Wednesday, April 05, 2006

Through a glass, darkly.

Barbosa: So what now, Jack Sparrow? Are we to be two immortals locked in an epic battle until Judgment Day and trumpets sound?
Jack Sparrow: Or you could surrender.

Superman. Lex Luthor.
Spider-Man. The Green Goblin.
Hal Jordan. Sinestro.
Captain America. The Red Skull.
The Flash. Professor Zoom.
Charles Xavier. Magneto.
Captain Marvel. Black Adam.
Reed Richards. Victor Von Doom.
Batman. The Joker.

Heroes are defined by their villains just as much as they are defined by their abilities or their secret identities. In each of the above pairings, it is hard to imagine that hero without the corresponding villain. But what makes a good archenemy?

In each of these examples, the common denominator is that the villain is a reflection of the hero. The reflection is usually twisted in some way, but it remains a reflection nonetheless.

Now, this reflection can come in many different styles. Sometimes the villain is an equal match for the hero with identical, or nearly identical, powers. They have a distinct and opposing personality and goals, but in terms of their abilities, they are very similar. Examples of this type of "mirror image" foe would be Captain Marvel/Black Adam, Wolverine/Sabretooth and Hal Jordan/Sinestro. What is interesting is that in these situations the heroes and villains often got their abilities from the same source. Heroes in this situation can easily look at their arch-foe and say, "There but for the grace of God, go I."

The next type of reflection is the negation. If the hero is physically strong, the enemy is physically weak, but intelligent. If the hero controls light, the villain controls darkness. Superman/Luthor and the Hulk/the Leader are two perfect examples of this, and incarnations of Sinestro where he uses the yellow ring make him this kind of enemy for Hal Jordan.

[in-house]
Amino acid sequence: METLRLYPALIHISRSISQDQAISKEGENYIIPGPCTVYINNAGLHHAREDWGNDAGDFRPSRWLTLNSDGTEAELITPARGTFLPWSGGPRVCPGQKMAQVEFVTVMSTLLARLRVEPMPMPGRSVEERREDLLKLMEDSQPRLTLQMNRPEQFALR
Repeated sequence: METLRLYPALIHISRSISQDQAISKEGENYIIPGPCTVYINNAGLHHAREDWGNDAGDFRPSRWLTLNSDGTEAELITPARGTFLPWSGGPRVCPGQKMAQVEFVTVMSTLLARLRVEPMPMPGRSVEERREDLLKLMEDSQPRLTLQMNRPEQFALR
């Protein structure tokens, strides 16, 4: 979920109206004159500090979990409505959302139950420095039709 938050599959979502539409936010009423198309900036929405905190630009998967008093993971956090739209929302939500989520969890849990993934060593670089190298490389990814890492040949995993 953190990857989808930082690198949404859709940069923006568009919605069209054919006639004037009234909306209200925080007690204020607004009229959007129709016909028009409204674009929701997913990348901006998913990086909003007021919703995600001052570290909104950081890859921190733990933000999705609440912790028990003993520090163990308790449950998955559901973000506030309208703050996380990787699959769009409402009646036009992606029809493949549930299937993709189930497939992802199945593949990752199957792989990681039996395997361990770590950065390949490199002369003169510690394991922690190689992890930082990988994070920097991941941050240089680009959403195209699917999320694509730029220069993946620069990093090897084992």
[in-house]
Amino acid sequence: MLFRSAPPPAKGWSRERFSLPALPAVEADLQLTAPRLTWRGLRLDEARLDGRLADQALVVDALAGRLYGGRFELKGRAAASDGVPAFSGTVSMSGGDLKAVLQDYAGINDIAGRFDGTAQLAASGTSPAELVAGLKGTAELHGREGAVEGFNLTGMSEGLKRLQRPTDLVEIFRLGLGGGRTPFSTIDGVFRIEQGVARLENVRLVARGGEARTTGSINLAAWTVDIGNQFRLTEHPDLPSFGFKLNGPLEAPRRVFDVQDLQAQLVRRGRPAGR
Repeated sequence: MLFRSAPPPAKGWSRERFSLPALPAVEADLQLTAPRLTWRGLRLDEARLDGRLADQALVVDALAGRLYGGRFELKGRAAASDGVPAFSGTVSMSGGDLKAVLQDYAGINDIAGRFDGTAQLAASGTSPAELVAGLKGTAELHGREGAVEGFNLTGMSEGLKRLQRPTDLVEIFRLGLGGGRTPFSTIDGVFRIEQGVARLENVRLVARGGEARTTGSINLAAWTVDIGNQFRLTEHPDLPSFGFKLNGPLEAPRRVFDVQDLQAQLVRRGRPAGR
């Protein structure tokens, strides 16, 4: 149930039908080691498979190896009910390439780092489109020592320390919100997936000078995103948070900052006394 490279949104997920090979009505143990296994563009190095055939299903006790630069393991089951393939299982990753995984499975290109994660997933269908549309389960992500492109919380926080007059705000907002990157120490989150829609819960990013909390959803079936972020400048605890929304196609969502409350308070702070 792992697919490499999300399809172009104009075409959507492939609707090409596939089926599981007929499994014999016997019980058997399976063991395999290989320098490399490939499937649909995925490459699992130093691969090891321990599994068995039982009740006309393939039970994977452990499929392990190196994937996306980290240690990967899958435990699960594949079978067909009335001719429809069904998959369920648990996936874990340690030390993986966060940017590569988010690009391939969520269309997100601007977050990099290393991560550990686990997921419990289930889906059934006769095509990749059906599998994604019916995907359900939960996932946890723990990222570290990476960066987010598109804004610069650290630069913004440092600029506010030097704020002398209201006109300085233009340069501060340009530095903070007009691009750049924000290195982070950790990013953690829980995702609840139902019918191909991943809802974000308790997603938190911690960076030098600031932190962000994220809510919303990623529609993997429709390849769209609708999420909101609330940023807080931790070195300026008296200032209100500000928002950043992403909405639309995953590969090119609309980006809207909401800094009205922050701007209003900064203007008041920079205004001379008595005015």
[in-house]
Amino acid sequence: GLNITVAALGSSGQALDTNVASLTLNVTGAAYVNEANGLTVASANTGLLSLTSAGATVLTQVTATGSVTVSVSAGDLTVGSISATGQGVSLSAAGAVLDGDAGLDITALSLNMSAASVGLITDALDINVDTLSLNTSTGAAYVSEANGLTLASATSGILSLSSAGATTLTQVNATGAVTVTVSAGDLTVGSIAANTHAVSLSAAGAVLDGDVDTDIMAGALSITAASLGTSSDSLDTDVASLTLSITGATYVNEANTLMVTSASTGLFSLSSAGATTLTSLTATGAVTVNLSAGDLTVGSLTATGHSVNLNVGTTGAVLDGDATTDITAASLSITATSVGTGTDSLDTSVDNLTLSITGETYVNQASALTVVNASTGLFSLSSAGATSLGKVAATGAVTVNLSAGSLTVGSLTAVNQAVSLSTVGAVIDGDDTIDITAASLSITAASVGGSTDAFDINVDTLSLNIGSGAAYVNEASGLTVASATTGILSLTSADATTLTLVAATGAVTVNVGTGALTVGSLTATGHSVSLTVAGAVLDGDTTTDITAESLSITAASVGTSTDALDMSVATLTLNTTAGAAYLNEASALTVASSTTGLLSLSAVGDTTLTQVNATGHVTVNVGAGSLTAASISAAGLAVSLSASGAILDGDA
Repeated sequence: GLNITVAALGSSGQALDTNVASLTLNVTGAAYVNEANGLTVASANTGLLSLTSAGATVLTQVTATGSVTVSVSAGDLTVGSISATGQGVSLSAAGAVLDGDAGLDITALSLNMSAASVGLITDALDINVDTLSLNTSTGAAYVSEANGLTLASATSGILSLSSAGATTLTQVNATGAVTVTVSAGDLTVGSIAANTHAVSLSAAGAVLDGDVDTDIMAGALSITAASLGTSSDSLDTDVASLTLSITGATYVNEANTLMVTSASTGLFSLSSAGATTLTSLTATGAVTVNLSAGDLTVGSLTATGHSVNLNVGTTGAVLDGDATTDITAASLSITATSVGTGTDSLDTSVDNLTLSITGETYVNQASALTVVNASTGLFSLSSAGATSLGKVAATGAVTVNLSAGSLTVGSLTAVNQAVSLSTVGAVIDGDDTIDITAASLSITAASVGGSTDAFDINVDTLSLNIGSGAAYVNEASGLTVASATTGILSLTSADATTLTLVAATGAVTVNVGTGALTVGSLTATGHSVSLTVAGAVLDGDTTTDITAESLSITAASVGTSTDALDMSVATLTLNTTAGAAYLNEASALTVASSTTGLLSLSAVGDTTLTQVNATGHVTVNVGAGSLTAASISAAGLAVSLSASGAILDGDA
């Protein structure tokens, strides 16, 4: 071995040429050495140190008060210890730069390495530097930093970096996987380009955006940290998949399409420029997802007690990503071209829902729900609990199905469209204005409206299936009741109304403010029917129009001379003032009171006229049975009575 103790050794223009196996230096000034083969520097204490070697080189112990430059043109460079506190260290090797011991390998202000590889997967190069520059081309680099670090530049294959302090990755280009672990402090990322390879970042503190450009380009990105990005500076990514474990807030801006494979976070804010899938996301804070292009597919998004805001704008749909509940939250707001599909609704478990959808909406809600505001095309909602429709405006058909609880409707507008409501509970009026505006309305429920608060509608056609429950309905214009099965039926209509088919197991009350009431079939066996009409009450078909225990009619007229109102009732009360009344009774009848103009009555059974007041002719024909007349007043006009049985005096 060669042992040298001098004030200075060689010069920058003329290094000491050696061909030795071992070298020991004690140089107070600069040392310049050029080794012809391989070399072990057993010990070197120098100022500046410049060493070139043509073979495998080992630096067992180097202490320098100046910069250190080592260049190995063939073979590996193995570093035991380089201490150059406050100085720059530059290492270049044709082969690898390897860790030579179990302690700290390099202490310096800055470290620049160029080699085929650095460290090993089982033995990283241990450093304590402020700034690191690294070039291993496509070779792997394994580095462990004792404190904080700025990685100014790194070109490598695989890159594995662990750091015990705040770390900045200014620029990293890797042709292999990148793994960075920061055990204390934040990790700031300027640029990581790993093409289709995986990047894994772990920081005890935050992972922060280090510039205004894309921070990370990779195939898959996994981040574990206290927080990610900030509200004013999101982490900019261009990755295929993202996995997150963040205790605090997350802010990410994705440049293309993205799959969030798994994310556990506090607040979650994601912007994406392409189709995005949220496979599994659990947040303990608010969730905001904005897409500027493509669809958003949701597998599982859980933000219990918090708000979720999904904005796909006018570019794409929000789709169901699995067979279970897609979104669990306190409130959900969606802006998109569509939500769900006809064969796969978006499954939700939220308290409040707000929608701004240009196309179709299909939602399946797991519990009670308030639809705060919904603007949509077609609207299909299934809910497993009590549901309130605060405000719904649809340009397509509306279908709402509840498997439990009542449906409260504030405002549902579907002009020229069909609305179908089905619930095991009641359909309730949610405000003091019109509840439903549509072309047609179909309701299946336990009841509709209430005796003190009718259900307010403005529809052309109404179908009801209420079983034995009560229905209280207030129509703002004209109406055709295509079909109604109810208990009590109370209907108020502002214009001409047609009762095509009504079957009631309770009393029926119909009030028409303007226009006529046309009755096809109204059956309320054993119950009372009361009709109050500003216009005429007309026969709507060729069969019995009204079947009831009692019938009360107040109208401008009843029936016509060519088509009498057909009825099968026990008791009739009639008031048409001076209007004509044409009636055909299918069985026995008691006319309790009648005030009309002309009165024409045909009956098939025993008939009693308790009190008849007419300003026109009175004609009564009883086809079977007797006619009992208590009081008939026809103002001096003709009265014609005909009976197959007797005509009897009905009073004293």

The third type is the rivalry where the heroes abilities have nothing to do with the villains, either in similarity or opposition. No, these are the mirrors where the hero has either an origin or philosophy which is similar to that of their foe. Magneto and Xavier are perhaps the best example of this. Both want a future for mutants that does not involve mankind destroying them, but their visions are in stark contrast to one another.

Captain America and the Red Skull were both created to be the symbol for the ideology that created them. Spider-Man and the Green Goblin are both byproducts of science gone wrong. Indeed, depending on which incarnation of the character we're dealing with, sometimes their abilities came from the same source.

And of course, the Batman is just as insane as his most vicious foe. His insanity makes him brilliant and a force for good, but the strength of his commitment goes beyond the actions that any sane man could consider.

Of course, there are arch-foes where the characters overlap into two or even all three of these categories. But there are very few who don't fit into any of them. And there is a reason for this.

I think that the key to a good arch-foe is the one who shows the hero what they could be. The best villain makes the hero question them self, even as the hero stops the villains plans. Even when you are not dealing with the archenemy of the hero, a hero's rouges gallery will often deal with many reflections of what the hero could have been. All of which works nicely to make the hero's struggle not merely a physical one, but a battle of morality and ideology. A superhero exists not just to punch the bad-guy in the face, but to inspire us to what we could be, and a good villain illustrates that struggle.


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